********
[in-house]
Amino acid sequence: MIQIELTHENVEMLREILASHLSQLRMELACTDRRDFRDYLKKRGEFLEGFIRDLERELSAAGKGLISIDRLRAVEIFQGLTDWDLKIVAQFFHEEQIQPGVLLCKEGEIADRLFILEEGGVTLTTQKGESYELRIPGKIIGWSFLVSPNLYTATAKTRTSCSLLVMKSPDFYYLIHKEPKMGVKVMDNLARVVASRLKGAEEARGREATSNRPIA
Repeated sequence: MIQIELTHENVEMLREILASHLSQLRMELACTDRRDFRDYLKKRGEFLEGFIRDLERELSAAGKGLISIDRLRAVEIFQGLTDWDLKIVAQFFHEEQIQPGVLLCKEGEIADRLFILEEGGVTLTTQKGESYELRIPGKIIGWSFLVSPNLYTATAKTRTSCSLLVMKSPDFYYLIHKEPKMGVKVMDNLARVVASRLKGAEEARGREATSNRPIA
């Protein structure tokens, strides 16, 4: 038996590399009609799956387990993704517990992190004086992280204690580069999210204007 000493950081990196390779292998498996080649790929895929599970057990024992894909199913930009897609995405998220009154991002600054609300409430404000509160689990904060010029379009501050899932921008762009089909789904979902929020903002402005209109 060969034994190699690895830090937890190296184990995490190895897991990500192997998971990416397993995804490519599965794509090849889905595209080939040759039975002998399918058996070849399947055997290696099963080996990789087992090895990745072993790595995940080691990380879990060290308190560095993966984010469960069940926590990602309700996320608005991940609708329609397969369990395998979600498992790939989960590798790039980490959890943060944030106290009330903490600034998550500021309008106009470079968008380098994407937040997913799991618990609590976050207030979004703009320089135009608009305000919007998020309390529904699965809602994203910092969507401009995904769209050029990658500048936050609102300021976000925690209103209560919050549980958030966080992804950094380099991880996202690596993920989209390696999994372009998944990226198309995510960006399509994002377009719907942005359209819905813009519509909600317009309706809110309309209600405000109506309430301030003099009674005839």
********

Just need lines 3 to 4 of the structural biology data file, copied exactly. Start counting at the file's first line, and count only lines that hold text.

Repeated sequence: MIQIELTHENVEMLREILASHLSQLRMELACTDRRDFRDYLKKRGEFLEGFIRDLERELSAAGKGLISIDRLRAVEIFQGLTDWDLKIVAQFFHEEQIQPGVLLCKEGEIADRLFILEEGGVTLTTQKGESYELRIPGKIIGWSFLVSPNLYTATAKTRTSCSLLVMKSPDFYYLIHKEPKMGVKVMDNLARVVASRLKGAEEARGREATSNRPIA
């Protein structure tokens, strides 16, 4: 038996590399009609799956387990993704517990992190004086992280204690580069999210204007 000493950081990196390779292998498996080649790929895929599970057990024992894909199913930009897609995405998220009154991002600054609300409430404000509160689990904060010029379009501050899932921008762009089909789904979902929020903002402005209109 060969034994190699690895830090937890190296184990995490190895897991990500192997998971990416397993995804490519599965794509090849889905595209080939040759039975002998399918058996070849399947055997290696099963080996990789087992090895990745072993790595995940080691990380879990060290308190560095993966984010469960069940926590990602309700996320608005991940609708329609397969369990395998979600498992790939989960590798790039980490959890943060944030106290009330903490600034998550500021309008106009470079968008380098994407937040997913799991618990609590976050207030979004703009320089135009608009305000919007998020309390529904699965809602994203910092969507401009995904769209050029990658500048936050609102300021976000925690209103209560919050549980958030966080992804950094380099991880996202690596993920989209390696999994372009998944990226198309995510960006399509994002377009719907942005359209819905813009519509909600317009309706809110309309209600405000109506309430301030003099009674005839």